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Pie Graph

Too Much Pie

I have been really excited about writing this post for a while now, but I admit that what I am about to share is very contrary to popular opinion.

All I ask is that you hear me out and read through this post to its conclusion, and if you agree with what I have to say, I think that’s great. If you completely disagree, I think that’s just as wonderful.

After all, what we choose to believe and do should be the product of our own conclusion in the end. I merely hope to expand your perspective and share some new knowledge with you along the way.

The Pie Graph

The pie graph is one of the most popular graphs around these days. I see it used almost everywhere, and it is instantly recognizable when you see it.

In fact, that is one of the advantages of the pie graph. At first sight, you can instantly tell that you are looking at parts of a whole or an overall percentage measurement.

Pie Graph | Parts of a Whole

It’s definitely a good thing when you can immediately tell what a graph is trying to communicate.

Another advantage of the pie graph lies in your ability to quickly identify quarter measurements when you see them. It is very easy to recognize 25%, 50%, and 75% on a pie graph.

Pie Graph | Quarter & Half Slices

Despite all of these advantages however, this is where a pie graph’s usefulness tends to come to an end. Contrary to popular belief, a pie graph is actually really bad at communicating what it is trying to say.

The Ugly Side of the Pie

When you look at a pie graph, you can sort of tell which part represents the majority and which represents the minority. However, all of the measurements in between tend to be muddled and distorted.

Take a look at the example below.

Pie Graph Slices

By looking at this graph, how long would it take you to identify the separate chunks in order from least to greatest? Would you even be able to get the order right in the first place?

A major disadvantage of the pie graph is that it forces us to compare angles relative to each other to determine differences. Unfortunately, our brains don’t do this nearly as well or as quickly as we would like. Our minds are actually a whole lot better at comparing lengths rather than angles.

Take a look at these two pictures below. Is it easier to identify the differences between the bars or the pieces of the pie?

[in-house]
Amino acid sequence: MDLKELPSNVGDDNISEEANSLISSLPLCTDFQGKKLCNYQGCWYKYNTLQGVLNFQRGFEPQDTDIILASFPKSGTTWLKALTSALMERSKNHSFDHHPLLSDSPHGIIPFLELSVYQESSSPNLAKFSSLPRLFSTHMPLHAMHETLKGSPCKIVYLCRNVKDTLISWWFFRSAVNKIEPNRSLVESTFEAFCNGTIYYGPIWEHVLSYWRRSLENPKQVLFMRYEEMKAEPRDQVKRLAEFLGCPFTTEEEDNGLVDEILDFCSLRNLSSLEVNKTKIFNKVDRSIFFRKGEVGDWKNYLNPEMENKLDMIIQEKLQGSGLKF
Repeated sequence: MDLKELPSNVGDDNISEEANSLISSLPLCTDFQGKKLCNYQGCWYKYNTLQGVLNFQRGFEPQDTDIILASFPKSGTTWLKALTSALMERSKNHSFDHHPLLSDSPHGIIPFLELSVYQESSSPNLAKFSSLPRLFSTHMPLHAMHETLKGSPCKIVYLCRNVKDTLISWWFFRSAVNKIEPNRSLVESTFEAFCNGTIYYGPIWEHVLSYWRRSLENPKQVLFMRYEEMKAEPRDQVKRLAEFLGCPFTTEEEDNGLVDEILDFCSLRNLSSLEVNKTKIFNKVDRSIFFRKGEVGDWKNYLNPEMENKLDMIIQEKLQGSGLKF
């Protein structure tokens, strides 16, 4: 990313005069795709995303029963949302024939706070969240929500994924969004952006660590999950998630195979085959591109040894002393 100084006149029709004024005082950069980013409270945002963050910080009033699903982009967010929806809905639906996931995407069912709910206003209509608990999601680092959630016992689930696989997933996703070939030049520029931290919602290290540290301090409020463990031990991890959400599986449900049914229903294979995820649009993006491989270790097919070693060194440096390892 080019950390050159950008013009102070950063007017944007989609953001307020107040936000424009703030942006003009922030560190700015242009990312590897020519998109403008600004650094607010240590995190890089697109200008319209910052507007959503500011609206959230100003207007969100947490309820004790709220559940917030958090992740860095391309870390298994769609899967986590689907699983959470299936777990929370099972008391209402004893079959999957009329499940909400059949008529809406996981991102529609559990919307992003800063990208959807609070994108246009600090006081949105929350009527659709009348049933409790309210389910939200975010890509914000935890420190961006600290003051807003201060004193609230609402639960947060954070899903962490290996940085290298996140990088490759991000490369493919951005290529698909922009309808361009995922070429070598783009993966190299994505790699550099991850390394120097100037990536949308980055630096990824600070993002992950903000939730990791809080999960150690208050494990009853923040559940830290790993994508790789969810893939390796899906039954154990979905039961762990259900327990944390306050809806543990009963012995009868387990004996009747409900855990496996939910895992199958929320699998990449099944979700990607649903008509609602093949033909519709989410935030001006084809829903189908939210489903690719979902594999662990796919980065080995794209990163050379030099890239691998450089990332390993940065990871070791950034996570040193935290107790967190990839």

Pie Graph Slices

Vertical Bar Graph

It is far easier to discern the differences between the bars.

Another major disadvantage to pie graphs is that when they are oriented in a 3D fashion, not only is it difficult to accurately read the data, but the data can appear skewed as well. Take a look at the graph below. Which of the three chunks do you believe to be the largest?

3D Pie Graph

If you said B, then you were correct. Here is the data that was used.

Data Table

Even if you got the answer right, how certain or quickly were you able to arrive at your answer in the first place?

There is a Better Way

Here is the exact same data that was used above, but this time it is shown with a bar graph instead.

Bar Graph

How quickly were you able to come to a conclusion of the largest piece of data this time? I bet you were able to tell which was the greatest almost instantly.

When expressing percentages or parts of a whole, you don’t have to immediately default to a pie graph. You can actually use a bar graph instead.

As long as you clearly label the graph, your audience will be able to tell that you are expressing the data in terms of percentages. What’s more, your audience will be able to recognize so much faster and easier how much each piece of data contributes to the overall picture.

Ranked Bar Graph

Now is the time to stop eating all of that pie and upgrade to a protein bar instead. Although a pie graph may look pretty, using bars can be much heathier for both you and your data in the long run.

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